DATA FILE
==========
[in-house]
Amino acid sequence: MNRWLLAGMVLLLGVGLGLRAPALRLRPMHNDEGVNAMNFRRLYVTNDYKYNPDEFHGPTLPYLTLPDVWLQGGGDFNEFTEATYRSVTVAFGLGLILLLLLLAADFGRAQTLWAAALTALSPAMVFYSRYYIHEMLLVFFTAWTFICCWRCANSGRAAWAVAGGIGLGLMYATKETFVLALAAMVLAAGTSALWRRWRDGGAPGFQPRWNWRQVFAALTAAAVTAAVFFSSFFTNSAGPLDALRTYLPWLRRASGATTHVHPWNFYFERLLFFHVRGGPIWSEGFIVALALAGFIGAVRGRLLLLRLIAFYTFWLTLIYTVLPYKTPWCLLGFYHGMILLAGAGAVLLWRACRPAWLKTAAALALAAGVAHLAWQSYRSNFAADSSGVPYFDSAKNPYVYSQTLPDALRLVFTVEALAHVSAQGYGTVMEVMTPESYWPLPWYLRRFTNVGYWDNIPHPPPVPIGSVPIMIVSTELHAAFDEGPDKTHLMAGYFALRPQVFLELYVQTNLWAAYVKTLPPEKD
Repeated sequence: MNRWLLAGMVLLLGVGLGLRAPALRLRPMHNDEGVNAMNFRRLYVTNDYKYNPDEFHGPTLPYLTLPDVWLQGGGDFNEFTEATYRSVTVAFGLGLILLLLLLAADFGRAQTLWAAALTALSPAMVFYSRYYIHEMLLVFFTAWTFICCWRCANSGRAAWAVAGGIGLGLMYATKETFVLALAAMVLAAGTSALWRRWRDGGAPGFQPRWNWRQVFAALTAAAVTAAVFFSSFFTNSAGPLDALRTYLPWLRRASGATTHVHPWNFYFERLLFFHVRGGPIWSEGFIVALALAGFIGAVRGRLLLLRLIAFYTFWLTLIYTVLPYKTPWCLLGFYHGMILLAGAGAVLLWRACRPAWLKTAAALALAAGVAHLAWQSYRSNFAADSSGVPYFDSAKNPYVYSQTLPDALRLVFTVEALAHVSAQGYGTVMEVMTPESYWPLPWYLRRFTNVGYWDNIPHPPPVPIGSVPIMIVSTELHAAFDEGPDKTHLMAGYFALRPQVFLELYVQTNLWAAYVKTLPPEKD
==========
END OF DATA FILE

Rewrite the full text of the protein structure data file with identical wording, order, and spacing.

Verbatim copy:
[in-house]
Amino acid sequence: MNRWLLAGMVLLLGVGLGLRAPALRLRPMHNDEGVNAMNFRRLYVTNDYKYNPDEFHGPTLPYLTLPDVWLQGGGDFNEFTEATYRSVTVAFGLGLILLLLLLAADFGRAQTLWAAALTALSPAMVFYSRYYIHEMLLVFFTAWTFICCWRCANSGRAAWAVAGGIGLGLMYATKETFVLALAAMVLAAGTSALWRRWRDGGAPGFQPRWNWRQVFAALTAAAVTAAVFFSSFFTNSAGPLDALRTYLPWLRRASGATTHVHPWNFYFERLLFFHVRGGPIWSEGFIVALALAGFIGAVRGRLLLLRLIAFYTFWLTLIYTVLPYKTPWCLLGFYHGMILLAGAGAVLLWRACRPAWLKTAAALALAAGVAHLAWQSYRSNFAADSSGVPYFDSAKNPYVYSQTLPDALRLVFTVEALAHVSAQGYGTVMEVMTPESYWPLPWYLRRFTNVGYWDNIPHPPPVPIGSVPIMIVSTELHAAFDEGPDKTHLMAGYFALRPQVFLELYVQTNLWAAYVKTLPPEKD
Repeated sequence: MNRWLLAGMVLLLGVGLGLRAPALRLRPMHNDEGVNAMNFRRLYVTNDYKYNPDEFHGPTLPYLTLPDVWLQGGGDFNEFTEATYRSVTVAFGLGLILLLLLLAADFGRAQTLWAAALTALSPAMVFYSRYYIHEMLLVFFTAWTFICCWRCANSGRAAWAVAGGIGLGLMYATKETFVLALAAMVLAAGTSALWRRWRDGGAPGFQPRWNWRQVFAALTAAAVTAAVFFSSFFTNSAGPLDALRTYLPWLRRASGATTHVHPWNFYFERLLFFHVRGGPIWSEGFIVALALAGFIGAVRGRLLLLRLIAFYTFWLTLIYTVLPYKTPWCLLGFYHGMILLAGAGAVLLWRACRPAWLKTAAALALAAGVAHLAWQSYRSNFAADSSGVPYFDSAKNPYVYSQTLPDALRLVFTVEALAHVSAQGYGTVMEVMTPESYWPLPWYLRRFTNVGYWDNIPHPPPVPIGSVPIMIVSTELHAAFDEGPDKTHLMAGYFALRPQVFLELYVQTNLWAAYVKTLPPEKD